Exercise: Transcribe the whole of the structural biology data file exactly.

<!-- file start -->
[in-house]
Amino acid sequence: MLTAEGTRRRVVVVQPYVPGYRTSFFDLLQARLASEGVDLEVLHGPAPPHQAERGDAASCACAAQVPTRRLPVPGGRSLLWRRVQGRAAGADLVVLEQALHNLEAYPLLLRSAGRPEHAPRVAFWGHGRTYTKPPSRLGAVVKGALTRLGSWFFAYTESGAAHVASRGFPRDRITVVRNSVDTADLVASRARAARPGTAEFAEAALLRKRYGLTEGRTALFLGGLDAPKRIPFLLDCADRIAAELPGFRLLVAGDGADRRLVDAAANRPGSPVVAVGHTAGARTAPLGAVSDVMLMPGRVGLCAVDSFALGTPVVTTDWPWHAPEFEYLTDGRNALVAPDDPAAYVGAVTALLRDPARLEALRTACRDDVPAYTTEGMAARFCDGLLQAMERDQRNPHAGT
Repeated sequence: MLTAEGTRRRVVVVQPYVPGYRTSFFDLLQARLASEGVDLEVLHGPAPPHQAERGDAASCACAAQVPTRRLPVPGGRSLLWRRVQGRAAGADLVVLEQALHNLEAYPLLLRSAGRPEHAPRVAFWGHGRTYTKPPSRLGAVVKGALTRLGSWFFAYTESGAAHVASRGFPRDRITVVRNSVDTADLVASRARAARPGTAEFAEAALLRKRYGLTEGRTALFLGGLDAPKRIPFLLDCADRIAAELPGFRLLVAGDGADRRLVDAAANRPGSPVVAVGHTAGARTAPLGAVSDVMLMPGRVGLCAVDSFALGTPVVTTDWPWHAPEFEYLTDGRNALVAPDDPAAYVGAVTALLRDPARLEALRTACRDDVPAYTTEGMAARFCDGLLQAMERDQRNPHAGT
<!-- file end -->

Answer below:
[in-house]
Amino acid sequence: MLTAEGTRRRVVVVQPYVPGYRTSFFDLLQARLASEGVDLEVLHGPAPPHQAERGDAASCACAAQVPTRRLPVPGGRSLLWRRVQGRAAGADLVVLEQALHNLEAYPLLLRSAGRPEHAPRVAFWGHGRTYTKPPSRLGAVVKGALTRLGSWFFAYTESGAAHVASRGFPRDRITVVRNSVDTADLVASRARAARPGTAEFAEAALLRKRYGLTEGRTALFLGGLDAPKRIPFLLDCADRIAAELPGFRLLVAGDGADRRLVDAAANRPGSPVVAVGHTAGARTAPLGAVSDVMLMPGRVGLCAVDSFALGTPVVTTDWPWHAPEFEYLTDGRNALVAPDDPAAYVGAVTALLRDPARLEALRTACRDDVPAYTTEGMAARFCDGLLQAMERDQRNPHAGT
Repeated sequence: MLTAEGTRRRVVVVQPYVPGYRTSFFDLLQARLASEGVDLEVLHGPAPPHQAERGDAASCACAAQVPTRRLPVPGGRSLLWRRVQGRAAGADLVVLEQALHNLEAYPLLLRSAGRPEHAPRVAFWGHGRTYTKPPSRLGAVVKGALTRLGSWFFAYTESGAAHVASRGFPRDRITVVRNSVDTADLVASRARAARPGTAEFAEAALLRKRYGLTEGRTALFLGGLDAPKRIPFLLDCADRIAAELPGFRLLVAGDGADRRLVDAAANRPGSPVVAVGHTAGARTAPLGAVSDVMLMPGRVGLCAVDSFALGTPVVTTDWPWHAPEFEYLTDGRNALVAPDDPAAYVGAVTALLRDPARLEALRTACRDDVPAYTTEGMAARFCDGLLQAMERDQRNPHAGT